SB 0706 Enacts various medical malpractice measures
Sponsor:Mathewson Co-Sponsor(s)
LR Number:2892S.02I Fiscal Note:2892-02
Committee:Judiciary and Civil & Criminal Jurisprudence
Last Action:01/26/04 - Hearing Conducted S Judiciary & Civil & Criminal Journal page:
Jurisprudence Committee
Effective Date:August 28, 2004
Full Bill Text | All Actions | Available Summaries | Senate Home Page | List of 2004 Senate Bills
Current Bill Summary

SB 706 - The act revises provisions relating to medical malpractice.

TAX CREDITS - A tax credit is allowed, up to $10,000, for 10% of the increase in amounts paid for medical malpractice insurance premiums from one policy year to the next immediate policy year. The credit expires on December 31, 2008.

MEDICAL MALPRACTICE INSURANCE RATES - Insurance companies are prohibited from increasing or modifying existing premiums or canceling policies until such time as new rate filings are approved by the department of insurance.

The act requires the director of the department of insurance to approve or disapprove rates for medical malpractice insurance. The act sets out factors for the director to consider including the Missouri loss experience, rather than the loss experience in other states unless the failure to do so would jeopardize the insurer's financial stability. The Director must also ensure that the rates reflect the impact of any state and federal legislation regarding tort reform or medical malpractice insurance. The Director must approve or disapprove rate filings within 60 days unless additional time is needed based on applicant's failure to provide information.

PATIENT COMPENSATION FUND - The Missouri Patients' Compensation Fund is created in order to pay that portion of a medical malpractice claim which is in excess of the minimum liability limits established by the newly created Patients' Compensation Board or the maximum liability limits of the health care provider's insurance policy. The Fund is not liable for intentional crimes or punitive damages. The Board shall also establish by rule the maximum amount recoverable from the Fund. The Board shall be comprised of physician, attorney, insurance industry, hospital and general public representatives and the Director of the Department of Insurance. The Governor, with the advice and consent of the Senate, shall appoint all members. All licensed Missouri health care providers must participate in the fund. The amount of membership fees and surcharges shall be determined by the Board. The Board shall set minimum liability limits for each medical malpractice insurance policy by rule.

STATUTE OF LIMITATIONS - The act modifies the exception to the two-year statute of limitations in cases involving minors. Currently, a minor under 18 years of age has until his or her 20th birthday to bring suit. The act provides that a minor less than 12 years of age has until his or her 14th birthday to bring suit.

NON-ECONOMIC DAMAGE CAPS - This provision removes the words "per occurrence" to ensure that there is a single cap, and not multiple caps per incidents of medical malpractice as held by the court in Scott v. SSM Healthcare. Provides for a cap on noneconomic damages of $350,000 and that periodic inflationary increases from the cap shall begin on August 28, 2004. A plaintiff may recover up to $700,000 in noneconomic damages where the damages suffered by the plaintiff were for: (1) wrongful death, (2) permanent and substantial physical deformity, loss of use of a limb or loss of a bodily organ system, or (3) permanent physical or mental functional injury that permanently prevents the injured person from being able to independently care for himself or herself and perform life sustaining activities.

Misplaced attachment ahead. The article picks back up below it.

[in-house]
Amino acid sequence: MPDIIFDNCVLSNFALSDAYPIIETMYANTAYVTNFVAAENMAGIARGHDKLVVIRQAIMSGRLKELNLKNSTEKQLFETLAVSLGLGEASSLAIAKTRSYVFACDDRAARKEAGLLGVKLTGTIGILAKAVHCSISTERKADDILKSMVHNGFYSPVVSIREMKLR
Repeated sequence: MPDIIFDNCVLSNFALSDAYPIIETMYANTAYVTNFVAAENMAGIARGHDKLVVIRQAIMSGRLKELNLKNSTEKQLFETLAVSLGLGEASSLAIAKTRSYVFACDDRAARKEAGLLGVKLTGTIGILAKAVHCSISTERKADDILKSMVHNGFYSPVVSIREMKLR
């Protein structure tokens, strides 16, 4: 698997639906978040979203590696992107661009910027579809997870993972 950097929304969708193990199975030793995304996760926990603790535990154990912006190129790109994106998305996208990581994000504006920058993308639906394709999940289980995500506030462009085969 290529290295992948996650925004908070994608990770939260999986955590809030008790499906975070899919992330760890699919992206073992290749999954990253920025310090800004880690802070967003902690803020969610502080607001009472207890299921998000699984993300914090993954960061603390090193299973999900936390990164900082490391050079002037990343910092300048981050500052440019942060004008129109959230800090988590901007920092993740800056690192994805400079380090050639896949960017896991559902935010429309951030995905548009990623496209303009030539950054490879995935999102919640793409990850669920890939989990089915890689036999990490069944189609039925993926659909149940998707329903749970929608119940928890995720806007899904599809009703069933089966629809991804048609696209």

JOINT AND SEVERAL LIABILITY - Only in medical malpractice actions, the act requires the court to enter judgment against each liable party based on their percentage of fault and on the principle of joint and several liability up to certain dollar amounts depending on the fault of the plaintiff and the percentage fault of the defendant.

AFFIDAVIT OF MERIT - This provision would require (current law is discretionary) a court to dismiss any medical malpractice claim for which the plaintiff fails to file an affidavit stating that he or she has obtained the written opinion of a health care provider which states that the defendant failed to use such care as a reasonably prudent and careful health care provider would have under similar circumstances and that such failure caused the plaintiff's damages. The act limits extensions of time to file such affidavit to 90 days. The provision also requires the expert to be licensed and actively practicing in substantially the same specialty as the defendant. Any defendant may request the court to review the opinion for a determination of whether the expert meets the qualifications of this section.

BENEVOLENT GESTURES - This provision would make statements, writings, or benevolent gestures expressing sympathy or a general sense of benevolence relating to the pain, suffering, or death of a person involved in an accident inadmissible as evidence in a civil action. Statements of fault, however, shall not be inadmissible.

THIRD PARTY ACTIONS - The act prohibits suits against health care providers by or on behalf of a third party nonpatient for rendering health care services to a patient whose subsequent act is a proximate cause of injury or death to the third party unless the care provided was in willful and wanton or reckless disregard of a foreseeable risk of harm to third persons.

This act is similar to SB 280 (2003), SB 257 (2003) and SB 387 (2003).